The watch that will soon take over the world
It’s not exactly news that social media has been called the new drug of choice for society. Studies showing how checking emails and social media light up the same parts of our brains as hard drugs are pretty common, but not common enough to stop us from seeking our daily hits. In the words of Jim Carrey in Liar Liar, “Hit me again, Ike…”
So with this in mind, I kept hearing about this show called Black Mirror that was a sort of Twilight Zone for the digital era. After continually reading about it, I decided to check it out. First, let me say that this show is decidedly NOT for everyone, as will become evident in the first episode, which involves something vulgar happening to a Prime Minister and a pig. This is a dark show about dark times/themes. Much like Hope Floats, if you are in too good of a mood, then a Black Mirror episode will certainly help you out (seriously, if you’ve seen Hope Floats, you know what I am talking about. Why do females like this movie so much? It is jam packed with tragedy and heartbreak. Watch it back to back with Seven and Leaving Las Vegas if you want to be reduced to a trembling, catatonic pile of devastation. Call it the Failure Film Festival).
Without spoiling any episodes, Black Mirror tends to be about the evils of the modern age, and how our society’s obsession with social media, narcissism, technological advances, and the ease of navigating the internet can have dire consequences. If you thought Skynet was terrifying, then Black Mirror takes it to another insidious level. (I should mention there is one uplifting episode so far-San Junipero-but even it has a melancholy lilt to it). If this sounds like the last show you’d like to watch, then let me say that it is all executed brilliantly, with intelligent writing, brilliant storytelling, and impeccable acting. And the ideas it presents definitely leave you thinking about how they do seem entirely possible, which makes them that much more horrifying.
I too experienced the nefarious repercussions of technology, when I was recently sabataged by my GPS watch during the Chicago Marathon. I bought the watch back in May, thinking that it would help me to run appropriate paces as I trained for the race, as well as on actual race day. In all fairness, I did have some warning signs that this investment was not all that it seemed. There were some random runs where the pace I was given was obviously not accurate, but I shrugged them off. “Oh, it’s cause I was in the woods. It will be fine when I’m running through the streets of Chicago”, I naively said.
So on race day I lined up with my race plan set, and when the gun went off, I prepared to execute it. Instead, my watch, which obviously had become sentient by now, decided to immediately tell me within the first ½ mile that I was running about 20 seconds too slow, to play a joke on me. I sped up, desparately not wanting to be off pace, since this was an attempt to qualify for the Boston Marathon for a 3rd time (the previous 2 times I’ve run Boston it has been approximately 10 degrees cooler than the surface of the sun, so I want to do it on a day that the weather is more seasonably appropriate). Low and behold, when I got to the mile mark, I was about 30 seconds too fast. In a marathon, this is cause for panic, because you can’t bank seconds early on-you might dig too deep early and pay the price later on. I tried to adjust and was able to slow down somewhat, but my first 13 miles were still faster than I had planned on running. And at mile 20, my evil watch’s dastardly plans were realized as I crashed and crashed hard. The only qualifying there would be on that day was to join that clichéd club of people who hit the wall at mile 20. After licking my wounds I decided to sign up for the Jacksonville Marathon in December, because I did the same thing in 2010 when Chicago that year did not go well and was able to have a much better race in Jacksonville and qualify. The second time was not the charm, as it was a humid December day in Florida, and this time the crash happened between miles 14 and 15. My watch of doom cooperated this time, but that’s kind of like a con man being polite after they’ve already ripped you off. A particular low point of the race was a woman in a tutu passing me in the last few miles. Perhaps I shouldn’t rule out that my watch had something to do with that too.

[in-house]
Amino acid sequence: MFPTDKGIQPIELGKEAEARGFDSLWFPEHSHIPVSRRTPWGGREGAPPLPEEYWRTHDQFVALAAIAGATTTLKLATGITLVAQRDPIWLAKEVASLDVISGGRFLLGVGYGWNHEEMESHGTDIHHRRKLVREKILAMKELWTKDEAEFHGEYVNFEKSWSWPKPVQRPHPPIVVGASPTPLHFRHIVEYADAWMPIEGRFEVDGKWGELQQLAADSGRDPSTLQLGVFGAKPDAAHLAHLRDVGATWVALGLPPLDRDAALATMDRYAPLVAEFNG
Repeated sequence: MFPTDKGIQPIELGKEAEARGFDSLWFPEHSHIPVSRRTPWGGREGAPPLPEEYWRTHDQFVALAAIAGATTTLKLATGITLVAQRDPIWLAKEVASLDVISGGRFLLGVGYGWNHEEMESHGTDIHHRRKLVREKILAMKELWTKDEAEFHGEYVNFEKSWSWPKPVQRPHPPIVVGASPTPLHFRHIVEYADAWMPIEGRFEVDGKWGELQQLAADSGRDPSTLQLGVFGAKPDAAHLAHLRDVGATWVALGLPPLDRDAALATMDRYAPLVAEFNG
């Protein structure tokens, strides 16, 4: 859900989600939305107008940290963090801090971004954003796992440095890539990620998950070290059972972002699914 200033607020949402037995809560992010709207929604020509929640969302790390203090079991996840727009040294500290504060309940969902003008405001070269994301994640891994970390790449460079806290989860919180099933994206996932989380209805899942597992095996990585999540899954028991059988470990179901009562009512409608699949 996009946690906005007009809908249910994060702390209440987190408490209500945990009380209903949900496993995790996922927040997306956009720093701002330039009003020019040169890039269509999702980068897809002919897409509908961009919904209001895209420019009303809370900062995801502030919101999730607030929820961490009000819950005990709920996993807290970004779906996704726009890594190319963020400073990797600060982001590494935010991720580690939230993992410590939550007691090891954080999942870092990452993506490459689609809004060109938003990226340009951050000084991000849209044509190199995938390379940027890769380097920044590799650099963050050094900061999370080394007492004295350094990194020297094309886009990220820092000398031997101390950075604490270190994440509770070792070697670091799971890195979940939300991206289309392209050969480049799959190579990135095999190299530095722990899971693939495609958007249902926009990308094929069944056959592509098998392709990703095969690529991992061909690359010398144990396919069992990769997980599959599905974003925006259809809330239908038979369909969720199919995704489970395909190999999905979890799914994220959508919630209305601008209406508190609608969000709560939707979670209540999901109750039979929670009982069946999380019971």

I may try to reach out to the producers of Black Mirror, to see if they want to use my harrowing experience for the basis of one of their future episodes. No doubt viewers will be stunned and mortified at the cruelty I was subject to at the hands of a gadget/technology that supposedly makes our lives better. Next time I’ll just hire someone to run with me and tell me every mile if I’m on pace or not, because that clearly is the only logical solution. In the meantime, if you need me, I’ll be setting my watch on fire and dancing around it while laughing maniacally.